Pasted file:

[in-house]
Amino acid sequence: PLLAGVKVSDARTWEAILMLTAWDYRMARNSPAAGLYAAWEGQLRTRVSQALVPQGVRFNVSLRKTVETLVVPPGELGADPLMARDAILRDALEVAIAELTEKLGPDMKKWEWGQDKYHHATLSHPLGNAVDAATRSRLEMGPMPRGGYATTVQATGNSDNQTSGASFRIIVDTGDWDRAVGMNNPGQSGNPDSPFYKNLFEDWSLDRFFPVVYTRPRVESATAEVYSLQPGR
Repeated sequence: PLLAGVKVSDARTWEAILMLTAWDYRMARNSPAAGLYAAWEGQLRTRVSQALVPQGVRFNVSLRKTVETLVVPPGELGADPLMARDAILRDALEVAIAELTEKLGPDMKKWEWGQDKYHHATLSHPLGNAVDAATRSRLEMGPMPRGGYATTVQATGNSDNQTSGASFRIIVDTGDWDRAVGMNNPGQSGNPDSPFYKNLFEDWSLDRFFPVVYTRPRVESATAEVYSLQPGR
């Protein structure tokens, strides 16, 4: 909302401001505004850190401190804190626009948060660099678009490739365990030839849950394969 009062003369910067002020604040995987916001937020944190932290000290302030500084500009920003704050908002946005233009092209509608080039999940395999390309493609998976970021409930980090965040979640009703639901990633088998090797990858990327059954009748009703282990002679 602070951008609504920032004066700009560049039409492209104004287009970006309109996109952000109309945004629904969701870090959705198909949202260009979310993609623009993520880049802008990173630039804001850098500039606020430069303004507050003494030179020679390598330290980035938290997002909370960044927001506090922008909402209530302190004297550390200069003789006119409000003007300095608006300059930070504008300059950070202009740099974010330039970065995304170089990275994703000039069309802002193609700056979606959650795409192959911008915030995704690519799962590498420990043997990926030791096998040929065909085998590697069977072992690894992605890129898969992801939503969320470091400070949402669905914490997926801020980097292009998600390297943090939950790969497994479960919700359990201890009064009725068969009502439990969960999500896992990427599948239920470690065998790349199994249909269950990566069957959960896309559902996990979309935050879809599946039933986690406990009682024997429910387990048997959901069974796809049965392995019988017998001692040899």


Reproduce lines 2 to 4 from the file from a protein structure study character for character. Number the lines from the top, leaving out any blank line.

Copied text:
Amino acid sequence: PLLAGVKVSDARTWEAILMLTAWDYRMARNSPAAGLYAAWEGQLRTRVSQALVPQGVRFNVSLRKTVETLVVPPGELGADPLMARDAILRDALEVAIAELTEKLGPDMKKWEWGQDKYHHATLSHPLGNAVDAATRSRLEMGPMPRGGYATTVQATGNSDNQTSGASFRIIVDTGDWDRAVGMNNPGQSGNPDSPFYKNLFEDWSLDRFFPVVYTRPRVESATAEVYSLQPGR
Repeated sequence: PLLAGVKVSDARTWEAILMLTAWDYRMARNSPAAGLYAAWEGQLRTRVSQALVPQGVRFNVSLRKTVETLVVPPGELGADPLMARDAILRDALEVAIAELTEKLGPDMKKWEWGQDKYHHATLSHPLGNAVDAATRSRLEMGPMPRGGYATTVQATGNSDNQTSGASFRIIVDTGDWDRAVGMNNPGQSGNPDSPFYKNLFEDWSLDRFFPVVYTRPRVESATAEVYSLQPGR
């Protein structure tokens, strides 16, 4: 909302401001505004850190401190804190626009948060660099678009490739365990030839849950394969 009062003369910067002020604040995987916001937020944190932290000290302030500084500009920003704050908002946005233009092209509608080039999940395999390309493609998976970021409930980090965040979640009703639901990633088998090797990858990327059954009748009703282990002679 602070951008609504920032004066700009560049039409492209104004287009970006309109996109952000109309945004629904969701870090959705198909949202260009979310993609623009993520880049802008990173630039804001850098500039606020430069303004507050003494030179020679390598330290980035938290997002909370960044927001506090922008909402209530302190004297550390200069003789006119409000003007300095608006300059930070504008300059950070202009740099974010330039970065995304170089990275994703000039069309802002193609700056979606959650795409192959911008915030995704690519799962590498420990043997990926030791096998040929065909085998590697069977072992690894992605890129898969992801939503969320470091400070949402669905914490997926801020980097292009998600390297943090939950790969497994479960919700359990201890009064009725068969009502439990969960999500896992990427599948239920470690065998790349199994249909269950990566069957959960896309559902996990979309935050879809599946039933986690406990009682024997429910387990048997959901069974796809049965392995019988017998001692040899």